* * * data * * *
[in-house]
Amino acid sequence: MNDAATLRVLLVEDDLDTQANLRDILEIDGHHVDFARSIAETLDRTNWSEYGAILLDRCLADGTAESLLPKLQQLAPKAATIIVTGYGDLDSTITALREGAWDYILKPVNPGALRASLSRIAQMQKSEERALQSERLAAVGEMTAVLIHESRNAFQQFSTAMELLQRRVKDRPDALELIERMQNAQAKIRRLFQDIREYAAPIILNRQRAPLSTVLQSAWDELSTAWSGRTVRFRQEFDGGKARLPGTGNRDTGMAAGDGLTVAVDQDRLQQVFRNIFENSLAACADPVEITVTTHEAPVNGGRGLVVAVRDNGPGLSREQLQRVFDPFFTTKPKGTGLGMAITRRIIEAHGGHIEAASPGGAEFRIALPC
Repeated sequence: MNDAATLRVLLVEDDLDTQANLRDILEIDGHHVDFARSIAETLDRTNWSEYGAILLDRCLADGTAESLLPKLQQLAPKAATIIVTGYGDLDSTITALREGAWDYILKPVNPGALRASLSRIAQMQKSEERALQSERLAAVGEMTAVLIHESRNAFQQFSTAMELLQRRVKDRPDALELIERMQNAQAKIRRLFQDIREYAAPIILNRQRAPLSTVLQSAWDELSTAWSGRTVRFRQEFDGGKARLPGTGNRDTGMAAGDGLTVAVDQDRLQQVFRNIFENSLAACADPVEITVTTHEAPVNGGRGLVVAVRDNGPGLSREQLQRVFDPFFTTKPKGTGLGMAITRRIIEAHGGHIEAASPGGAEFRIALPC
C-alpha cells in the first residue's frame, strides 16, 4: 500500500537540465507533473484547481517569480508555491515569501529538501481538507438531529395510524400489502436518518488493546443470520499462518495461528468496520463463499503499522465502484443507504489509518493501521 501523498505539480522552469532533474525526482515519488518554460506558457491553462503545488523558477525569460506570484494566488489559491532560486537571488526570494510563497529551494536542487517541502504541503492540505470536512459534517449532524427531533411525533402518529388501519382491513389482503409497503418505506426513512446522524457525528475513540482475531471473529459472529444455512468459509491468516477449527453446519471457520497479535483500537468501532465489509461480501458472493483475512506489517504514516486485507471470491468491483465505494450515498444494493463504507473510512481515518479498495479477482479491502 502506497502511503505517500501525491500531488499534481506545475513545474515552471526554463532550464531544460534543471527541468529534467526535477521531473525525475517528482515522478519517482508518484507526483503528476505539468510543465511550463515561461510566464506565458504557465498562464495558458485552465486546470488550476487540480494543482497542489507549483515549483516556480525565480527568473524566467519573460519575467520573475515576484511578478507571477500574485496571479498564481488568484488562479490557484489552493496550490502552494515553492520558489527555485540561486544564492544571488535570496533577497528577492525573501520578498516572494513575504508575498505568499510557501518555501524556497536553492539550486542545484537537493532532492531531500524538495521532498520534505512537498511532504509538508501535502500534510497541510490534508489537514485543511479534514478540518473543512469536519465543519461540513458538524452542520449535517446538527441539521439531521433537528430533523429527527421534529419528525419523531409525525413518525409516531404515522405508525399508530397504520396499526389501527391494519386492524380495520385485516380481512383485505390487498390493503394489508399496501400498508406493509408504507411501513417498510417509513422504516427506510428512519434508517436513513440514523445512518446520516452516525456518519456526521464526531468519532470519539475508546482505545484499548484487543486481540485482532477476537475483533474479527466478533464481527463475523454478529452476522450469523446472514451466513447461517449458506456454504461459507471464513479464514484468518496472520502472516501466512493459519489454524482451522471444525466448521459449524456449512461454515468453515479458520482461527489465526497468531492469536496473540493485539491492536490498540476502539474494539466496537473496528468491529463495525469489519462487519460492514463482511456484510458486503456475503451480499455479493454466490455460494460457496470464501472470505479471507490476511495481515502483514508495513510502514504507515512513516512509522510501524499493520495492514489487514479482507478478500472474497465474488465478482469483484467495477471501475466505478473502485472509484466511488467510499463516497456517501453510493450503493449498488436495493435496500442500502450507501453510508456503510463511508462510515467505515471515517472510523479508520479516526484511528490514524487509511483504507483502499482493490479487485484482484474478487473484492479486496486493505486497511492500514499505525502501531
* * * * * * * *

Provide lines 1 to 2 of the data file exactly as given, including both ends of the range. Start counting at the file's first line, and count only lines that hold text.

[in-house]
Amino acid sequence: MNDAATLRVLLVEDDLDTQANLRDILEIDGHHVDFARSIAETLDRTNWSEYGAILLDRCLADGTAESLLPKLQQLAPKAATIIVTGYGDLDSTITALREGAWDYILKPVNPGALRASLSRIAQMQKSEERALQSERLAAVGEMTAVLIHESRNAFQQFSTAMELLQRRVKDRPDALELIERMQNAQAKIRRLFQDIREYAAPIILNRQRAPLSTVLQSAWDELSTAWSGRTVRFRQEFDGGKARLPGTGNRDTGMAAGDGLTVAVDQDRLQQVFRNIFENSLAACADPVEITVTTHEAPVNGGRGLVVAVRDNGPGLSREQLQRVFDPFFTTKPKGTGLGMAITRRIIEAHGGHIEAASPGGAEFRIALPC